Thursday, July 30, 2009
Friday, July 17, 2009
Thursday, July 2, 2009
The old man and the tree: a journey on an unmarked trail
By Kim Evans
Herald-Times Bloomington, Ind.
July 2, 2009
It’s summer, and my thoughts turn toward vacation. It was about this time twelve years ago that my husband and I had a memorable vacation experience hiking in the Smoky Mountains. The beginning of the story finds us enjoying the earthy sights and smells of the forest, noticing the unique air quality here – the moistness, the pure freshness – as if the forest were inside a cave with a view.
Then we begin to see that the trails aren’t marked as clearly as we are accustomed to back in Indiana. In fact, as we hike on, the trail markers disappear altogether. We are still on a trail, but we no longer know which trail. According to the map, we should have looped back to the campground by now. I am tired and hungry, and unbeknownst to me, hormonal from the early stages of pregnancy. A layer of fear begins to emerge in me like a thin sheet of fog at ground level.
Finally, we descend a hill and spot a paved road. My emotions are lifted slightly by this vision of civilization, but we have no idea which way to turn. There is a fifty percent chance of getting lost even further. No cars pass by; there is no one to flag down and ask for directions. I know of nothing to do but sit down on the side of the road and weep. We are lost in the Smoky Mountains. Score: Smokies:1; Kim and Trent: 0. I clasp my hands, rest my forehead on my knuckles, and pray for help.
Within moments we see a man walking along the road toward us, whistling and carrying a small pine tree in his hands. It occurs to me that this man might possibly be the answer to our call for help. Could an angel appear in the form of an old guy carrying a pine tree? I struggle to grasp the immediacy and humor with which our prayer may have been answered.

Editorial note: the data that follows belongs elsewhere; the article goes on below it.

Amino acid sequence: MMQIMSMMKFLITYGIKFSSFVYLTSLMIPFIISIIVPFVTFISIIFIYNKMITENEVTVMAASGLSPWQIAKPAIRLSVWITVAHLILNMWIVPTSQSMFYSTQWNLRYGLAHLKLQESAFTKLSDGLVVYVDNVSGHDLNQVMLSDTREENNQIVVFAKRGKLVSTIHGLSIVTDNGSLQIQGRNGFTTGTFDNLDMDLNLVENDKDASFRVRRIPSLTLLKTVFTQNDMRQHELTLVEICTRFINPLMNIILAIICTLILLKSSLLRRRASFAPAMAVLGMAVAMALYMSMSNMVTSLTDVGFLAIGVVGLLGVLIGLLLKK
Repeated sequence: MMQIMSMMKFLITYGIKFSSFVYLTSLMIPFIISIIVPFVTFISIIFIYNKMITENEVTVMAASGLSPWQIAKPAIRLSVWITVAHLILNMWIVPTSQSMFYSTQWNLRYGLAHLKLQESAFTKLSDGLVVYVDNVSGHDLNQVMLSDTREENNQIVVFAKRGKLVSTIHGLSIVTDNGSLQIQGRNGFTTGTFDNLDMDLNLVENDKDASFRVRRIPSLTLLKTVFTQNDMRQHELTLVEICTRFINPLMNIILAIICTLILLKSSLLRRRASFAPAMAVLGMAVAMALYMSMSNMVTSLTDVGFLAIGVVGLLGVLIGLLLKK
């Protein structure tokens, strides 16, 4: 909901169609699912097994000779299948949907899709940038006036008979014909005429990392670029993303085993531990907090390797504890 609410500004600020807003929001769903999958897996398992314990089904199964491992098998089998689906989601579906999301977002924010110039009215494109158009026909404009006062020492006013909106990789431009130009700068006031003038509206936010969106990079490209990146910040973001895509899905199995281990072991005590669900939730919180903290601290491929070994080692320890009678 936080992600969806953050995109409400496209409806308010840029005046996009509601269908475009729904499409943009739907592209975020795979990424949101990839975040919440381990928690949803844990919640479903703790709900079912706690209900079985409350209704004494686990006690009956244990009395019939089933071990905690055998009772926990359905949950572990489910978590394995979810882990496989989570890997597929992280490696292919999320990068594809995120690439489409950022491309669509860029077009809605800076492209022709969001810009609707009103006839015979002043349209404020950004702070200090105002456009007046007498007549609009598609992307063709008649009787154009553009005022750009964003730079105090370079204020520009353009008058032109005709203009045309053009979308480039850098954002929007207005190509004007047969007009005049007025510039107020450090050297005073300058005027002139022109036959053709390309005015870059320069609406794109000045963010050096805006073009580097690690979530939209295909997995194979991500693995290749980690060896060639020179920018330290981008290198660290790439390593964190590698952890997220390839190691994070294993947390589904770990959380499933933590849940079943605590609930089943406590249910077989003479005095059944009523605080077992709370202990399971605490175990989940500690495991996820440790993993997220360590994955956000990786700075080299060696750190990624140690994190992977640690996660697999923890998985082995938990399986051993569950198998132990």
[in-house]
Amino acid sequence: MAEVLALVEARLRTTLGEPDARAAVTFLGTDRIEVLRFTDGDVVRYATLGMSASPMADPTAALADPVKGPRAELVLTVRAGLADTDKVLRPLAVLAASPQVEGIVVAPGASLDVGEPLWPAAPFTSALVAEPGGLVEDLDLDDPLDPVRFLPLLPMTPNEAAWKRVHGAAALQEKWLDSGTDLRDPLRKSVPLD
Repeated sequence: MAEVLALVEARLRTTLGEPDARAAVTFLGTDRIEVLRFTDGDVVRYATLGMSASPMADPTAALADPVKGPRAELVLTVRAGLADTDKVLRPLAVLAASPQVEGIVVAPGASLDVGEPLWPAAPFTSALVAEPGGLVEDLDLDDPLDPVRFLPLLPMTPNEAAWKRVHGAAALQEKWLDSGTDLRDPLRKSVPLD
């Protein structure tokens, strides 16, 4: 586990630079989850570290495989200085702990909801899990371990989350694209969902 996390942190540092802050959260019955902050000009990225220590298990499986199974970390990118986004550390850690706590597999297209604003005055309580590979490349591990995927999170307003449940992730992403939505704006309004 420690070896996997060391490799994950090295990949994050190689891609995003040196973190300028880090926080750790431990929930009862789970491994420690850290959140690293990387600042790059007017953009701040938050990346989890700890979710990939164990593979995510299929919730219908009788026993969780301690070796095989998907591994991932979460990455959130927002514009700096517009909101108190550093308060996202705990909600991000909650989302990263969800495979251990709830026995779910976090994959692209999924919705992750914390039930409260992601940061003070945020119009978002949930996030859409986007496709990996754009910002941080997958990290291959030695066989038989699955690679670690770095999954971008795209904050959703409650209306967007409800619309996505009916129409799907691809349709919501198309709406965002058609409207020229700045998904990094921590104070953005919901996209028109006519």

We explain to the man that we are lost. He tells us his friends are following him in a van, and they could give us a ride back to camp, as long as we promise not to tell anyone they are digging up pine trees from national park property. We accept his offer with gratitude, happy to trade mild lawlessness for a ride home.
The van appears. The man opens the hatch and adds his tree to the collection in the trunk. He introduces us to his friends, three couples altogether, well into their retirement years, partying and stealing pine trees in their boogie van. I suddenly have a vision of how fun old age could be.
We discover that our campground is about 11 miles from where they picked us up. We arrive safely and thank them all profusely, our new friends we will probably never see again. We slide the van door open and hop out, glad to be back on familiar ground. I had been to the forest and back, lost, then found, and was about to become aware of the larger journey I was beginning: the journey into motherhood, not unlike a hike deep into the woods with unmarked trails.
This summer we are heading straight down I-65 to the beach. If you happen to be on Dauphin Island, Alabama the last week of July, you’ll hopefully find me walking in the sand, hand in hand with my husband and daughter, listening to the ocean, feeling anything but lost.